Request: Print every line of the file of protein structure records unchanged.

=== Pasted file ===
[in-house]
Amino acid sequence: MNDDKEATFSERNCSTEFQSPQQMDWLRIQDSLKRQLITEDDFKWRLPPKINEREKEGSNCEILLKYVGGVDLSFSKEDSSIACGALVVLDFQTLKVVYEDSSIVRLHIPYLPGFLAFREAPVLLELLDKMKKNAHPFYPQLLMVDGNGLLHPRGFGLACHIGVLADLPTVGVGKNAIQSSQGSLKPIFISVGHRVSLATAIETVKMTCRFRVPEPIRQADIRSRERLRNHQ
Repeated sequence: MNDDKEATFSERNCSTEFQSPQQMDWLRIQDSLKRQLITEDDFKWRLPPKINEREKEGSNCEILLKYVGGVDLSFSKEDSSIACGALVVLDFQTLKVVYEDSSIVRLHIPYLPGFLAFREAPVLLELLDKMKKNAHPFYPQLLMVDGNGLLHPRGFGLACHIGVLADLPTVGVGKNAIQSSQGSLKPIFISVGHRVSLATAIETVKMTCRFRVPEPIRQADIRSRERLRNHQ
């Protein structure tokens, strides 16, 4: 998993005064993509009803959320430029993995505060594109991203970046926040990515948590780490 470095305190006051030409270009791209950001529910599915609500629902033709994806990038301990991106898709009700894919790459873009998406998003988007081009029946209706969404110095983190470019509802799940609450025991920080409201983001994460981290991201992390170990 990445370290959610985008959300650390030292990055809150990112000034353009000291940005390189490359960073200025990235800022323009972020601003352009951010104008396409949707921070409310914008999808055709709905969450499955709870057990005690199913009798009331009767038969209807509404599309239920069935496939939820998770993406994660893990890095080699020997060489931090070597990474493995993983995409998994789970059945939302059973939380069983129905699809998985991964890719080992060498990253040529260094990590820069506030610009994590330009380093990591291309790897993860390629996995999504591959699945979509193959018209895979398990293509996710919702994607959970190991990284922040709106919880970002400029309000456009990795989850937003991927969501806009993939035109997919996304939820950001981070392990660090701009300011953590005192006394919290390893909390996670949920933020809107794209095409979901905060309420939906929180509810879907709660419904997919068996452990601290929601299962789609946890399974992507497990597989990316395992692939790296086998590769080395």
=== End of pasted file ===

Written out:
[in-house]
Amino acid sequence: MNDDKEATFSERNCSTEFQSPQQMDWLRIQDSLKRQLITEDDFKWRLPPKINEREKEGSNCEILLKYVGGVDLSFSKEDSSIACGALVVLDFQTLKVVYEDSSIVRLHIPYLPGFLAFREAPVLLELLDKMKKNAHPFYPQLLMVDGNGLLHPRGFGLACHIGVLADLPTVGVGKNAIQSSQGSLKPIFISVGHRVSLATAIETVKMTCRFRVPEPIRQADIRSRERLRNHQ
Repeated sequence: MNDDKEATFSERNCSTEFQSPQQMDWLRIQDSLKRQLITEDDFKWRLPPKINEREKEGSNCEILLKYVGGVDLSFSKEDSSIACGALVVLDFQTLKVVYEDSSIVRLHIPYLPGFLAFREAPVLLELLDKMKKNAHPFYPQLLMVDGNGLLHPRGFGLACHIGVLADLPTVGVGKNAIQSSQGSLKPIFISVGHRVSLATAIETVKMTCRFRVPEPIRQADIRSRERLRNHQ
């Protein structure tokens, strides 16, 4: 998993005064993509009803959320430029993995505060594109991203970046926040990515948590780490 470095305190006051030409270009791209950001529910599915609500629902033709994806990038301990991106898709009700894919790459873009998406998003988007081009029946209706969404110095983190470019509802799940609450025991920080409201983001994460981290991201992390170990 990445370290959610985008959300650390030292990055809150990112000034353009000291940005390189490359960073200025990235800022323009972020601003352009951010104008396409949707921070409310914008999808055709709905969450499955709870057990005690199913009798009331009767038969209807509404599309239920069935496939939820998770993406994660893990890095080699020997060489931090070597990474493995993983995409998994789970059945939302059973939380069983129905699809998985991964890719080992060498990253040529260094990590820069506030610009994590330009380093990591291309790897993860390629996995999504591959699945979509193959018209895979398990293509996710919702994607959970190991990284922040709106919880970002400029309000456009990795989850937003991927969501806009993939035109997919996304939820950001981070392990660090701009300011953590005192006394919290390893909390996670949920933020809107794209095409979901905060309420939906929180509810879907709660419904997919068996452990601290929601299962789609946890399974992507497990597989990316395992692939790296086998590769080395």